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the quest for the perfect bag
Old 04-26-2015   #1
mdg137
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the quest for the perfect bag

Like most of us, over the last 20 years, I've gone through a closet full of bags.

I've been on another search to find a high quality bag, to hold a Leica M with lens attached, 2 other lenses, and some misc.

I sat down and actually wrote out the list of aspects/features of the elusive "perfect" bag, and it was a revelation. My list:

1 very small
2 light
3 very high quality
4 body hugging, not boxy
5 good protection
6 easy access to lenses, without having to dig or shift items around
7 will hold an M body with lens mounted, plus 2 other lenses and misc.

I got about that far into the list when the mutually exclusive nature of some of the items stood out- very small doesn't hold what I need-- very high quality tends to be at least a bit heavier-- better protection and easiest access will not be as body hugging as a bag with no insert-- so, in essence, this bag cannot exist.

It may be that realism may finally dictate at least a temporary end to searching for the perfect bag!

Although, realism in this case also dictated the order of an Oberwerth Freiburg....
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Old 04-26-2015   #2
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I shouldn't have google-ed Oberwerth Freiburg.
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Old 04-26-2015   #3
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I have to be honest, the Filson Harvey Messenger may be worth a look for you. It might be a little bigger than you want but it pretty much checks all the other boxes of your requirements. My only complaint with the bag (ok I have two) is that the strap is just ever so slightly not long enough to wear comfortably across my chest (I'm also 6'3" so anyone shorter than me would have no problem). I still wear it across my chest but I wish it sat a little lower.

The other "boo-hoo" about the bag is the insert, it's removable, but the divider is in a fixed position, it's either in, or it's out. I would have liked a little more flexibility. That being said, the size of the insert is great and because it doesn't fill the width of the bag, it allows the bag to hug my body perfectly (first camera bag I've owned to have done this).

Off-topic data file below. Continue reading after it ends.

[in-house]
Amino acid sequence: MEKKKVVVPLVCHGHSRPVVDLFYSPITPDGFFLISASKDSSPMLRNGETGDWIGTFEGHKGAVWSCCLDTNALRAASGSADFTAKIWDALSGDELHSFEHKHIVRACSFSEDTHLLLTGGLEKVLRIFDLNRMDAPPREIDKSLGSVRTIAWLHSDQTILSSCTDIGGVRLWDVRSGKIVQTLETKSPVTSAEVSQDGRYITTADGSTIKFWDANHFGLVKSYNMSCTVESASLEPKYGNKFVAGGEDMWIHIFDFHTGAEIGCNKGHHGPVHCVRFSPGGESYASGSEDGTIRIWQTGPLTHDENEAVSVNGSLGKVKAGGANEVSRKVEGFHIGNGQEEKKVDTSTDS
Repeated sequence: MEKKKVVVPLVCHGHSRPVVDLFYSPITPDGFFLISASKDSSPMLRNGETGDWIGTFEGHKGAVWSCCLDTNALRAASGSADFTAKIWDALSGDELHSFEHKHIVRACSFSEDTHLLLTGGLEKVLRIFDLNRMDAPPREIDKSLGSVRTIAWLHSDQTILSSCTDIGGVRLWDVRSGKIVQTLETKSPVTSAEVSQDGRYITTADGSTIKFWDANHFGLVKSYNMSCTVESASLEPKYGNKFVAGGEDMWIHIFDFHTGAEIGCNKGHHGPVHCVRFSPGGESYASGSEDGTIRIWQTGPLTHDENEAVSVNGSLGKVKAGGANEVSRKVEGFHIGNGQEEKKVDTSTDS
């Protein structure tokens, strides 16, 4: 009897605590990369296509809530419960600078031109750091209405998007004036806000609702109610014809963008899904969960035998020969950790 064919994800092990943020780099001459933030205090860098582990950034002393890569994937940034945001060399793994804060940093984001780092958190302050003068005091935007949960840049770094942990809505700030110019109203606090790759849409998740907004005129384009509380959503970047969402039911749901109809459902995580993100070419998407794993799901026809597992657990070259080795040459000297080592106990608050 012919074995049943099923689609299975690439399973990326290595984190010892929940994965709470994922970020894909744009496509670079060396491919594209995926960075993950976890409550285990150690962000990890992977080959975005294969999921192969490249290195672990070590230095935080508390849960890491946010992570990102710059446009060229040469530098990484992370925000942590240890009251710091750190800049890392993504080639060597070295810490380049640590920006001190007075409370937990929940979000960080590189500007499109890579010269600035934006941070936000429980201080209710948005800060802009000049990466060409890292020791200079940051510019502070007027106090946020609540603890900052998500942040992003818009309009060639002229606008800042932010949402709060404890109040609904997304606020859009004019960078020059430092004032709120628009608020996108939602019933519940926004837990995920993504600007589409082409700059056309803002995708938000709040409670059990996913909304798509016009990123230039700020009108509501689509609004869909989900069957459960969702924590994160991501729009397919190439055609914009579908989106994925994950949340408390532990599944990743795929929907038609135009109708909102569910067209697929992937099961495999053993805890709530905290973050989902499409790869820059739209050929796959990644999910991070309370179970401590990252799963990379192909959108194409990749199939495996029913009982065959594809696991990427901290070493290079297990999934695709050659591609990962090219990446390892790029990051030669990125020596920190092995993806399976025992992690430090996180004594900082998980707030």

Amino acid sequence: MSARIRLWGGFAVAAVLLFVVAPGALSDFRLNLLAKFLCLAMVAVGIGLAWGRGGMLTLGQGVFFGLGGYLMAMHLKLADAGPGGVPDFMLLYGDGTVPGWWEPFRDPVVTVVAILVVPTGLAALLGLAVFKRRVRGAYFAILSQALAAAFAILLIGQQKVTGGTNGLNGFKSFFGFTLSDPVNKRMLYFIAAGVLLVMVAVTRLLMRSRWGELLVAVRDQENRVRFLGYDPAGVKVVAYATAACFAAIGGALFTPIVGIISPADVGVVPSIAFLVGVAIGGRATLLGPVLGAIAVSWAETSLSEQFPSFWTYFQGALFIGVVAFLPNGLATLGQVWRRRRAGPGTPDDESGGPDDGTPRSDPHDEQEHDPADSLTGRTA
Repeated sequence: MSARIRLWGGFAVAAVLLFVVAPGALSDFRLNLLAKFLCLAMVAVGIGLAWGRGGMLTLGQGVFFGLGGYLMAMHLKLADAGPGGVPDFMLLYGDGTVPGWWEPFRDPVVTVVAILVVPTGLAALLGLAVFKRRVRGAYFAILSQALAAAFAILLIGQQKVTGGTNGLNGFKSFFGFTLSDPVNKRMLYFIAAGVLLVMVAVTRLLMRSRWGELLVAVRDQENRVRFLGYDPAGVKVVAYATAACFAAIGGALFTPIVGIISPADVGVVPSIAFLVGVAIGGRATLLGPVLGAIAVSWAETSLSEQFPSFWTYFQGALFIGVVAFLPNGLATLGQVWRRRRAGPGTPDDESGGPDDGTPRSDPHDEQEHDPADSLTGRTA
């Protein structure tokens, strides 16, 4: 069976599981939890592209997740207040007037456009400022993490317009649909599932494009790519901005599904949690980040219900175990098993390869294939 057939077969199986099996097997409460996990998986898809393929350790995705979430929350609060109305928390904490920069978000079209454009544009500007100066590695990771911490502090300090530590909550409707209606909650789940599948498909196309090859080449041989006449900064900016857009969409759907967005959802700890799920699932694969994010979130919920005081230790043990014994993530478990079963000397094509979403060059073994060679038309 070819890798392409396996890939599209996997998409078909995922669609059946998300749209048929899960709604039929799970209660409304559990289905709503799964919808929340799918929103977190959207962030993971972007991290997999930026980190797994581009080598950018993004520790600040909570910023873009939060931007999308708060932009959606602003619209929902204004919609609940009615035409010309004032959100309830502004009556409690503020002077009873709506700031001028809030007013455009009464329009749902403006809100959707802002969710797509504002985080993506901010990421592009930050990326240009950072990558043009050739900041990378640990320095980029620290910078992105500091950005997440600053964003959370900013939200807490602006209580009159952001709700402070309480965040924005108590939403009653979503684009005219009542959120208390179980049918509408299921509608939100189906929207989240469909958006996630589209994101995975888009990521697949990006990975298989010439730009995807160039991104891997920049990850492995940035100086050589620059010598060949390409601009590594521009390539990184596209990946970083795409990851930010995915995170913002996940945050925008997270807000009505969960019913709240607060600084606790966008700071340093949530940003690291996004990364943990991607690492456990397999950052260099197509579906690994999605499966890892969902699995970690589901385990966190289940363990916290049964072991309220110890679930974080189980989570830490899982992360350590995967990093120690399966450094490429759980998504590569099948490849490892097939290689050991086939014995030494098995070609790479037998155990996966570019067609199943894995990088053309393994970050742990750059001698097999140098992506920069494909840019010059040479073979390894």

Edit: As an additional note: This bag is tough. Seriously tough. Filson's slogan of "Unfailing Goods" is no joke, I put this bag through pretty awful conditions over the last few months and it hardly looks worse for the wear (Including Snow, Heavy rain, Mud, Aggressive sand, and Some really mean bushes). It kept my equipment safe and dry through all of this.
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Old 04-26-2015   #4
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tenba dna 8...
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Old 04-26-2015   #5
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I've used the Billingham "Hadley Small" for a few years now… for the purposes you describe. Its been my favorite over the years (I've used Domke and Crumpler before).
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Old 04-26-2015   #6
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Quote:
Originally Posted by mdg137 View Post
I've been on another search to find a high quality bag, to hold a Leica M with lens attached, 2 other lenses, and some misc.
I've found the small Leica Aneas limited edition system bag meets those requirements. It has room for a M240 with a 50mm Apo-Summicron ASPH, a 90mm Apo-Summicron ASPH and a 28mm Elmarit-M ASPH, plus a spare battery. It also has a very intelligent sliding partition system that's much more pleasant than the nasty velcro-tipped partitions most other bags use. The only drawback is the sliding tab an buckle closure is more fiddly to close than I would like (but very fast to open, which is the most important).

The Wotancraft Ryker is also a good choice if you need a little bit more space, including space for a 7" tablet like an iPad Mini.
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Old 04-26-2015   #7
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The Tenba DNA 8 is a good choice ... I use one of those mostly for my Leica X but sometimes with the M-P. It's a bit tight for more than camera fitted with one lens and another lens on the side.

The Billingham L2 "Alice" is also in this class, but a little roomier and up-market on materials.

For the slightly larger kit, these are my favorites:

Artisan & Artist Oskar's One Day Bag
http://www.bhphotovideo.com/c/produc...e_day_bag.html

Black Label Bag Oskar's One Day Bag Mark II
http://photovillage.com/product.php?...7&cat=0&page=1

They're both very good quality. The A&A is a bit smaller, the Black Label Bag is a little roomier and has some additional nice details. They're unobtrusive and conform to the body nicely. I've traveled mostly with the Black Label Bag and been delighted with its quality and trim size that holds a lot of gear.